Saturday, March 20, 2010

Wiseguys accused of defrauding online ticket systems: hacking the CAPTCHA mechanism

I am currently pursuing my "Master Thesis" and thought that this piece of work, also a part of my thesis (Working Title: Web Application Attacks: Modeling), was worth sharing.

Recently, Wiseguys were accused of hacking into the ticket vendors' websites committing a fraud of more than $25 million. According to the 43-page Indictment, released early March, the Wiseguys were operating under the names Wiseguys Ticket, Seats of San Francisco, Smaug and Platinum Technologies, among others, to buy more than 1 million tickets online through automated mechanisms for re-sale.

Various online ticket vendors such as Ticketmaster, Telcharge,, Musictoday and many more were using CAPTCHAs and Proof of Work mechanisms to prevent automated HTTP Bots from buying tickets and hence providing a fair means of selling the tickets online. However, the Wiseguys circumvented their security mechanisms to earn themselves a huge profit by capturing the tickets as soon as they came out online and reselling them to the brokers at higher prices.

Let us dive into the technical details. So, how did all this work? Based on the 43-page indictment and the resources I have drawn a general work flow of the web attack and highlighted a few details worth noticing.

Wiseguys used a widely distributed network of computers that were running bots, which were used to automate the online ticket purchasing process.

Figure 1: Wiseguys Web Hacking: Automated Ticket purchasing using bots

In the Figure 1, the red arrows denote automation. Once the bots defeated the CAPTCHA, they were granted access to the ticket purchasing webpage and ,again using automation, purchased millions of tickets in a few seconds. The bots would monitor the websites and seize the tickets as soon as they were offered online. They would then select the best ones from the seized lot and release the others back into the pool of available tickets. A point worth highlighting here is that during the entire time the tickets were seized by the bots, they were rendered unavailable to the public to as to prevent valid customers any opportunity of buying the good tickets.

Security Mechanisms in place by the Online Ticket Vendors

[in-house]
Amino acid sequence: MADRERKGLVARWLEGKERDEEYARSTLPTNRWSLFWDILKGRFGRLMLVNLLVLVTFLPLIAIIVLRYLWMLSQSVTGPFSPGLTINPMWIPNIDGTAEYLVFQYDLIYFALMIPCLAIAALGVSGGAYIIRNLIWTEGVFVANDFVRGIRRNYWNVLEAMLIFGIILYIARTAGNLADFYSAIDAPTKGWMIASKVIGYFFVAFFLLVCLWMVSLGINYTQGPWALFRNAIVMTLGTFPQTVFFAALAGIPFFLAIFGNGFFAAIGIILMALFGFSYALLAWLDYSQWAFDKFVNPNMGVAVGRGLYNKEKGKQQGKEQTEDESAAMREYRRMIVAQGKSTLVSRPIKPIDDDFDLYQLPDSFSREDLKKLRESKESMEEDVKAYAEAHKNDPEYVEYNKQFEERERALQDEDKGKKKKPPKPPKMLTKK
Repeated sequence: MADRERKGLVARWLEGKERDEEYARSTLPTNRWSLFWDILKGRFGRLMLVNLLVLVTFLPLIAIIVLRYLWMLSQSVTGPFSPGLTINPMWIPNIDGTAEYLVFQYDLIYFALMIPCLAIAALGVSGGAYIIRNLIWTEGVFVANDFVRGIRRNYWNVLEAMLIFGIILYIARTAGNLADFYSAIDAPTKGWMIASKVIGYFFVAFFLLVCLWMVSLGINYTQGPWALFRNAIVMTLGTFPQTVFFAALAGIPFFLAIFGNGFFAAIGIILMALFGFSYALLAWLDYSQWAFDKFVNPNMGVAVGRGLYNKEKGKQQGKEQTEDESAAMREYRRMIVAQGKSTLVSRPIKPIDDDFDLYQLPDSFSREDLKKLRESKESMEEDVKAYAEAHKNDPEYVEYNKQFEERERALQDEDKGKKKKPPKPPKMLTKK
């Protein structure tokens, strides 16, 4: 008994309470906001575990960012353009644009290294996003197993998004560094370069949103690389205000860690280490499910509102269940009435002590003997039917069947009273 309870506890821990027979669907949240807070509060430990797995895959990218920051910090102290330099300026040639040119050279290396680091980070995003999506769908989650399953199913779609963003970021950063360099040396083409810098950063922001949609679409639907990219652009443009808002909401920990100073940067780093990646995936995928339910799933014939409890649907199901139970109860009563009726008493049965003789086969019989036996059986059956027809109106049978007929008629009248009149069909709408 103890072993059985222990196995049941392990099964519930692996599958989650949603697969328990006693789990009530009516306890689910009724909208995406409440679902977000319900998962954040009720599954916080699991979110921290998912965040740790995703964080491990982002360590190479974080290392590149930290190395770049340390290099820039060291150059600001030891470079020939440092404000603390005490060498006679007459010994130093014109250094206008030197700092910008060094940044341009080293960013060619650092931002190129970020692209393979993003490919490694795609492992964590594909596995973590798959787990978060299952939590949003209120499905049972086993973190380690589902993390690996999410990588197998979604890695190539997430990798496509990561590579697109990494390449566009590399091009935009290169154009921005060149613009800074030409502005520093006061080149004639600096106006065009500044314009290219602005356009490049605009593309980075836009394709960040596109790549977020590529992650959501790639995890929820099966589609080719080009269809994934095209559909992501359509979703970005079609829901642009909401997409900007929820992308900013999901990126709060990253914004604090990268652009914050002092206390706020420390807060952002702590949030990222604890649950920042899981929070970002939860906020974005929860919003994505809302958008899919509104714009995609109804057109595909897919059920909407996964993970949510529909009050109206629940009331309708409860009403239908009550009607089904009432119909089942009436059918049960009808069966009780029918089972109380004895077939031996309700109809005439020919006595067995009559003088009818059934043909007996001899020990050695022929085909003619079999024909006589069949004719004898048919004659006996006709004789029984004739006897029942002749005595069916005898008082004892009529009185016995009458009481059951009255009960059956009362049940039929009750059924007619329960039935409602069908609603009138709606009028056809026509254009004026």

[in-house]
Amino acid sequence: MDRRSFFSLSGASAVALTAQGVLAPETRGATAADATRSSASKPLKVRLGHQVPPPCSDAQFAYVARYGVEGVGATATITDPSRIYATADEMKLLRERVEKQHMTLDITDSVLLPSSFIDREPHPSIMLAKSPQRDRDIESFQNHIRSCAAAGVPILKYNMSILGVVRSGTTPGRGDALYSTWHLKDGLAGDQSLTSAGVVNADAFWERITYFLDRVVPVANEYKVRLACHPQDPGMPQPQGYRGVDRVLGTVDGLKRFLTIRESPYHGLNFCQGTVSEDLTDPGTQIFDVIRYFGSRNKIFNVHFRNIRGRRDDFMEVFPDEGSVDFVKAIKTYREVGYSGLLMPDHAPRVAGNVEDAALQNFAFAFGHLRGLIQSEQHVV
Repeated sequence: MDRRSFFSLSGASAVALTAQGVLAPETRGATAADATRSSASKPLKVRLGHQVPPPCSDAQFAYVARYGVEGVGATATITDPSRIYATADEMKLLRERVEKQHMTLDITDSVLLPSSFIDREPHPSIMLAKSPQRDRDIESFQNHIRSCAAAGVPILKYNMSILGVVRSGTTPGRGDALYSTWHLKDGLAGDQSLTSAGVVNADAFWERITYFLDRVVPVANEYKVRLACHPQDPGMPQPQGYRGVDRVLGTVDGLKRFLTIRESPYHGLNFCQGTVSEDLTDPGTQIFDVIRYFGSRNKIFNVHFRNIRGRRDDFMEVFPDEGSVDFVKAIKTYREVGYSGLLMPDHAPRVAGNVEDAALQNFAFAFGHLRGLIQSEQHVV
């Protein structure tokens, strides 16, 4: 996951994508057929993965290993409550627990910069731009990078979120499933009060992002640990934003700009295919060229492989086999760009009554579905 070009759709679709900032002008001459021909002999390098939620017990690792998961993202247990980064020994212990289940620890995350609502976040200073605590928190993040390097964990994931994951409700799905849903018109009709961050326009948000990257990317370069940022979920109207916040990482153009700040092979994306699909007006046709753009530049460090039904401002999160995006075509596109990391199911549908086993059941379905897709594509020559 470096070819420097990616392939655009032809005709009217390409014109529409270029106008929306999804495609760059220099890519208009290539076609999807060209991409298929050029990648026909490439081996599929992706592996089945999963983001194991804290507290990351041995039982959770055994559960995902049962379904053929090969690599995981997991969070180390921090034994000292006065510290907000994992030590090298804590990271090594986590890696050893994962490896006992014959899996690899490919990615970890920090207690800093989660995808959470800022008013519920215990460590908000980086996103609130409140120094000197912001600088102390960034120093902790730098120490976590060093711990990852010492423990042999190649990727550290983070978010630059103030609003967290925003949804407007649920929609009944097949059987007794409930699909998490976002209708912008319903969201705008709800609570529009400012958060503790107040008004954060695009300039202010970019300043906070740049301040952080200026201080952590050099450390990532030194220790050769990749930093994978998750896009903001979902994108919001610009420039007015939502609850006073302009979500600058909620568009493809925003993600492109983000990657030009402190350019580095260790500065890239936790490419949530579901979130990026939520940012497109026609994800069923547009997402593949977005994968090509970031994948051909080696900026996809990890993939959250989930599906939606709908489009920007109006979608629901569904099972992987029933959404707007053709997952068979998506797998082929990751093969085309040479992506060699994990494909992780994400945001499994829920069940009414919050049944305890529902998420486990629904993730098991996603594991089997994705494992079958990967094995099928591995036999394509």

The online ticket vendors such as Ticketmaster, Telecharge, Musictoday, etc. employed various security mechanisms on their websites so as to ensure fairness and prevent bots to access their online purchasing feature.

These mechanisms included, but were not limited to, the following:
  1. CAPTCHA: CAPTCHA, Completely Automated Public Turing test to tell Computers and Humans Apart, was one of the technologies used to prevent bots from accessing their websites. As of the latest, the online ticket vendors used the ReCAPTCHA service to employ CAPTCHAs.
  2. Additionally, they used Proof of Work mechanisms to combat and slow down the bots that were attempting to purchase large volumes of tickets instantaneously.
  3. They would block IP addresses that seemed to be using bots for automated purchasing of tickets.

Attacks Mechanisms by the Wiseguys
The Wiseguys, successfully, circumvented the security mechanisms that were put in place by the online ticket vendors. Their attacks techniques included, but were not limited to, the following:
  1. They were running bots on thousand of computers from across a nationwide distributed computer network that they deployed to perform bulk automated-purchasing of the tickets. Refer to the Figure 1.

    1. The bots would monitor the online ticket vendors' websites and as soon as the ticket offers came online they would open simultaneous connections from across the distributed computers.
    2. The bots would defeat the CAPTCHAs and Proof of Work mechanisms to gain automated fast access to the virtual queues for purchasing the tickets as opposed to a few seconds that an average human would use to solve the mechanism's challenge. In case of CAPTCHAs, the online ticket vendors were using the ReCAPTCHA service which was also being used by Facebook. Following are the steps in details for defeating the CAPTCHAs:

      1. The bots impersonated as would-be Facebook users and downloaded thousands of ReCAPTCHA service's CAPTCHAs from Facebook
      2. OCR, in case of visual CAPTCHAs, and Human Labor, in case of audio CAPTCHAs, were employed to break the CAPTCHA and get the answers to the challenges
      3. A large backend database was created where the FileIDs and the Answers were stored persistently
      4. As soon as the bots connected to the online ticket vendors websites, before being able to successfully purchase the tickets, they were greeted by the CAPTCHAs to prove themselves as humans. The bots would access their database and would answer the challenge in a fraction of a second. Upon successful validation of the answer to the CAPTCHA challenge, the bots were then granted access to the purchasing page.
    3. The bots were programmed to intentionally commit errors sometimes, so as to make the automated process appear human in nature.

  2. The Wiseguys purchased thousand of IPs (IP bank) so as to create an illusion of different individual customers
  3. They would also lease servers anonymously so as to use "watchers"(that would monitor the online ticket vendors websites) in a hidden manner and prevent them from being detected by the online ticket vendors
  4. They even seemed to have been using certain mechanism so as to bypass the "verification" page entirely and get direct access to the "purchasing page"

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